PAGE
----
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The capacity of oysters to regulate energy metabolism-related processes may be key to their resilience against ocean acidification

Citation

Goncalves, P and Anderson, K and Raftos, DA and Thompson, EL, The capacity of oysters to regulate energy metabolism-related processes may be key to their resilience against ocean acidification, Aquaculture Research, 49, (5) pp. 2059-2071. ISSN 1355-557X (2018) [Refereed Article]

Copyright Statement

Copyright 2018 John Wiley & Sons Ltd.

DOI: doi:10.1111/are.13663

Abstract

Bivalve molluscs, such as oysters, are threatened by shifts in seawater chemistry resulting from climate change. However, a few species and populations within a species stand out for their capacity to cope with the impacts of climate change‐associated stressors. Understanding the intracellular basis of such differential responses can contribute to the development of strategies to minimise the pervasive effects of a changing ocean on marine organisms. In this study, we explored the intracellular responses to ocean acidification in two genetically distinct populations of Sydney rock oysters (Saccostrea glomerata). Selectively bred and wild type oysters exhibited markedly different mitochondrial integrities (mitochondrial membrane potential) and levels of reactive oxygen species (ROS) in their hemocytes under CO2 stress. Analysis of these cellular parameters after 4 and 15 days of exposure to elevated CO2 indicated that the onset of intracellular responses occurred earlier in the selectively bred oysters when compared to the wild type population. This may be due to an inherent capacity for increased intracellular energy production or adaptive energy reallocation in the selectively bred population. The differences observed in mitochondrial integrity and in ROS formation between oyster breeding lines reveal candidate biological processes that may underlie resilience or susceptibility to ocean acidification. Such processes can be targeted in breeding programs aiming to mitigate the impacts of climate change on threatened species.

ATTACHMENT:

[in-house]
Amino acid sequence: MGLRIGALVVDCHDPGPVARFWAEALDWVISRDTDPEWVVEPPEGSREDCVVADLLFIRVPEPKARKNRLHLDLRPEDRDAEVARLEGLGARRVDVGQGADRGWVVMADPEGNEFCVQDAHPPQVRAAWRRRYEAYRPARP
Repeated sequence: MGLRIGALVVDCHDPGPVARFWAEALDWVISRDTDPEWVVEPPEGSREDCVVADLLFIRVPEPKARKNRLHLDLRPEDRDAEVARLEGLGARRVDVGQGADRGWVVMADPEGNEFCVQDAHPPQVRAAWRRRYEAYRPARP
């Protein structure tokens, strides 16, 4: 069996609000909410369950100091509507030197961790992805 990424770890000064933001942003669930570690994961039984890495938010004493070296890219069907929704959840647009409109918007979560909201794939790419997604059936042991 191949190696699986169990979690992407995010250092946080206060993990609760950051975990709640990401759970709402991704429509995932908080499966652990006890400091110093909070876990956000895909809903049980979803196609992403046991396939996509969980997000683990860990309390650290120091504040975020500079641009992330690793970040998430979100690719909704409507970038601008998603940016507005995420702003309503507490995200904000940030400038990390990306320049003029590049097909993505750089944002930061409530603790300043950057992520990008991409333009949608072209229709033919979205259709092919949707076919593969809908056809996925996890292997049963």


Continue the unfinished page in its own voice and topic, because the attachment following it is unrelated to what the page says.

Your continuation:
Item Details

Item Type:Refereed Article
Keywords:climate change, environmental stress, hemocytes, reactive oxygen species, Saccostrea glomerata, selective breeding
Research Division:Biological Sciences
Research Group:Biochemistry and Cell Biology
Research Field:Cell Metabolism
Objective Division:Animal Production and Animal Primary Products
Objective Group:Fisheries - Aquaculture
Objective Field:Aquaculture Oysters
Author:Anderson, K (Dr Kelli Anderson)
ID Code:127611
Year Published:2018
Deposited By:Fisheries and Aquaculture
Deposited On:2018-08-06
Last Modified:2018-09-05
Downloads:0

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